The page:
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Frontiers of Environmental Science & Engineering >> 2021, Volume 15, Issue 2 doi: 10.1007/s11783-020-1320-3

Potential shift of bacterial community structure and corrosion-related bacteria in drinking water distribution pipeline driven by water source switching

1. Key Laboratory of Urban Environment and Health, Institute of Urban Environment, Chinese Academy of Sciences, Xiamen 361021, China
2. College of Resources and Environment, University of Chinese Academy of Sciences, Beijing 100049, China
3. Research Institute for Environmental Innovation (Suzhou), Tsinghua, Suzhou 215163, China
4. College of Environment & Ecology, Xiamen University, Xiamen 361102, China
5. School of Environment, Tsinghua University, Beijing 100084, China
6. Department of Environmental Science and Engineering, College of Chemical Engineering, Huaqiao University, Xiamen 361021, China

Available online: 2020-09-09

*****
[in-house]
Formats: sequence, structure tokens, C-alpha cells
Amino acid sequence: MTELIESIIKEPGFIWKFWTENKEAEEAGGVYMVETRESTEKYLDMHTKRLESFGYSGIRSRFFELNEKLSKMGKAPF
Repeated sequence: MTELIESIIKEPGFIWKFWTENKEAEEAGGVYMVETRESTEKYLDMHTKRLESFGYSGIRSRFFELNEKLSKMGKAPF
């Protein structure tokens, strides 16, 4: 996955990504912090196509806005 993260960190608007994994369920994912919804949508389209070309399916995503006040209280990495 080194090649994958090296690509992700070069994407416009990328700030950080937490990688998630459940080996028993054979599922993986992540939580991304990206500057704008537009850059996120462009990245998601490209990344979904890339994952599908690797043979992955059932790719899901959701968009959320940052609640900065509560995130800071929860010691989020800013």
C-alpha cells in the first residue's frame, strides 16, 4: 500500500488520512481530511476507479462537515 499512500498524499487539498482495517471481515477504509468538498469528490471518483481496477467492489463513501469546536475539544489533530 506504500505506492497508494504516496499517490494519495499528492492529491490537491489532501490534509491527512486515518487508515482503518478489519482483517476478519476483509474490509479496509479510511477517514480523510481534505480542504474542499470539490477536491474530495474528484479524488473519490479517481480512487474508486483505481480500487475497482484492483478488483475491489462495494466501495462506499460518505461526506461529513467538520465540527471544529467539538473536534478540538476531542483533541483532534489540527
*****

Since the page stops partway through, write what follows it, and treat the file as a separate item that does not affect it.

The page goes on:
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Abstract • Bacterial release from aged pipe sections under extreme conditions was quantified. • Released bacterial community structure exhibited large variation after transition. • Risks from transition reduced significantly with cleaner source. As a result of pollution in the present water sources, cities have been forced to utilize cleaner water sources. There are few reports regarding the potential shift of bacterial community structure driven by water source switching, especially that of corrosion-related bacteria. Three types of finished water were used for simulation, the polluted source water from the Qiantang and Dongtiaoxi Rivers (China) was replaced by cleaner water from Qiandao Lake (China). Here, we discussed the transition effects through three simulated reactors. The bacterial characteristics were identified using the high-throughput sequencing and heterotrophic plate count method. It was observed that the level of culturable bacteria declined by 2–3 orders of magnitude after water source switching. The bacterial community released from the pipeline reactor was significantly different under different finished water, and it exhibited large variation at the genus level. Porphyrobacter (58.2%) and Phreatobacter (14.5%) clearly replaced Novosphingobium, Aquabacterium, and Cupriavidus as new dominant genera in system A, which could be attributed to the lower carbon and nitrogen content of the new water source. Although corrosion-inhibiting bacteria decreased after switching, they still maintained dominant in three reactors (6.6%, 15.9%, and 19.7%). Furthermore, potential opportunistic pathogens such as Sphingomonas were detected. Our study shows that after transition to a high quality water source, the total culturable bacteria released was in a downtrend, which leads to a great reduction in the risk of bacterial leakage in the produced drinking water.

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